Sunday, May 3, 2015

Back to work

Sometimes it feels like we're just talking at each other's backs as we go from task to task. Jared finished the firewood hutch on Friday while I packed the truck for our big spring sale the following day. 

Once the warm weather hit, I'm up with the sun. Not dawn, nowhere near dawn, but somewhere closer to when the sun is a half hour below the ridge behind our house. I pull on yesterday's (or possibly that week's) work pants and shirt. If Jared stirs and his eyes blink open, I'll whisper, "Good morning," and maybe, "How'd ya sleep?" I wait for his answer and then pad down the stairs.

The cat meows, but I'm moving fast now. No time to open the crooked, squeaky door behind which Mountain Kitten sleeps. I take a sip of water and head outside to... the garden, the nursery.

Once the warm weather hit earlier this week and in earnest this weekend, more plants jumped our of the ground. There's a window of time for everything on the farm. That window is now, not for every task but it's the ideal time for many. Root growth, top growth. Time to transplant, pot up, germinate and go for it.

About two weeks ago, we were waiting and waiting. Our plants weren't emerging. Days and nights were cold. We were all sick, but still dragging ass around the farm. Hard, extended cold was coming, irrigation lines had to be bled and shut off. "Twenty-nine degrees isn't 35 degrees," Jared said. The forecast for two nights looked bad. Temperatures dipped below freezing and held for hours. The following morning I felt the soil in some of our containerized plants. Frozen solid.

I hardly remember that time. Jared likes to say, "Spring is hurry up and wait." Now, it's try to catch me.

Some weeks it seems we just grind on, without stopping. No time to stop. It's incredibly exciting, unbelievable things happen - hoophouses go up, plastic films enclose them. Plants thrive in the warmth. Just weeks later the sun is strong. The plants slow down in the heat. The film comes off. Shade cloth goes on.

We smile a lot. We high five, and things go well. Then suddenly several things go badly. We all suffer a bit. We each take turns feeling irritable, critical, or criticized.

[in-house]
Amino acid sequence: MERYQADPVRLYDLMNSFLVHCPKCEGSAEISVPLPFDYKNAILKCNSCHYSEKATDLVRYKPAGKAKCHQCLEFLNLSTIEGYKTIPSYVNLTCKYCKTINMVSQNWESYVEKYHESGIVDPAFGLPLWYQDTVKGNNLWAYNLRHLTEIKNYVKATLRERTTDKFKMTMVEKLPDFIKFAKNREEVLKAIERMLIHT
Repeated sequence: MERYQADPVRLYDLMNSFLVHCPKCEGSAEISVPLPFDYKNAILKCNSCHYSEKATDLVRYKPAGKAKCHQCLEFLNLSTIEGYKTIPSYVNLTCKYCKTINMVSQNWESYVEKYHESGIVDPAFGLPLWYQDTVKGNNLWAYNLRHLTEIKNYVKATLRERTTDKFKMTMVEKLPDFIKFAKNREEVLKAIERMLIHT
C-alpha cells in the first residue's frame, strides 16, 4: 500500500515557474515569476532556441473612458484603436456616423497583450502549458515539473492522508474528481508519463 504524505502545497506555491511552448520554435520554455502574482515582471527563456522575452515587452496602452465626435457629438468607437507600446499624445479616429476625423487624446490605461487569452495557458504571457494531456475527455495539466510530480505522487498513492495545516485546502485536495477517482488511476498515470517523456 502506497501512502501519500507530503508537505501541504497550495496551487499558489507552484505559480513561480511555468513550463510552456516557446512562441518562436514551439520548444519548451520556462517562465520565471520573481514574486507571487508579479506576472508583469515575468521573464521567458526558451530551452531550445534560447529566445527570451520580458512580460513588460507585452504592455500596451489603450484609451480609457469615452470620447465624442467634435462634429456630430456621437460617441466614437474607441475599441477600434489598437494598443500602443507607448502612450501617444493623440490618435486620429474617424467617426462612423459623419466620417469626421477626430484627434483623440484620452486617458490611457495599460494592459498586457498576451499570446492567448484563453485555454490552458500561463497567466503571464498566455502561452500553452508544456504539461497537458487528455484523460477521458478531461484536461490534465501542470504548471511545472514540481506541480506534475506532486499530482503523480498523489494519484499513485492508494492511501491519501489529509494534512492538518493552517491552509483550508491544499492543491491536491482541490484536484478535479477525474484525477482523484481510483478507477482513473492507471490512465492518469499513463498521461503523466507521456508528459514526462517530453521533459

Meals come a little later than they should. One of us gets hungry and cranky. We entertain going out to eat, but it's far easier and less time consuming to boil another package of hot dogs and fry garlic mustard. This is a funny dream I'm living.

After dinner, we work until the sun goes down and the moon comes up. Tonight the moon rises over the same ridge the sun did this morning. Those glowing spheres cause the plants to charge from the ground, or dry to a cinder.

Once Beren is asleep, the night shift. Email, writing, and catching up on dishes or packing tomorrow's lunch. I hardly feel up of the task. I feel a little blue some evenings. I'm tired.

I remember when Jared and I moved to the Sourlands several years ago. It was November, winter was coming. We felt it. We bought warm, incredibly warm socks. We took window screens out and closed storm windows. We cut firewood. We had some purpose. We weren't waiting for the the building superintendent to turn on the heat in Queens anymore. Thank goodness.

Now that purpose, that sense of weather and seasons has even deeper meaning as we work on our own land. If we don't complete a task - making growing beds, transplanting, tilling - then when? Next year? That doesn't do, as Beren says.

Perhaps I appear to be complaining. Maybe I am, maybe I'm not. I am not whining, because I attack whiners like Mountain Kitten attacks my feet after sunset. Like the advertising execs at Home Depot say, "Let's do this."

Anyway, it's spring, and I better back back to work.


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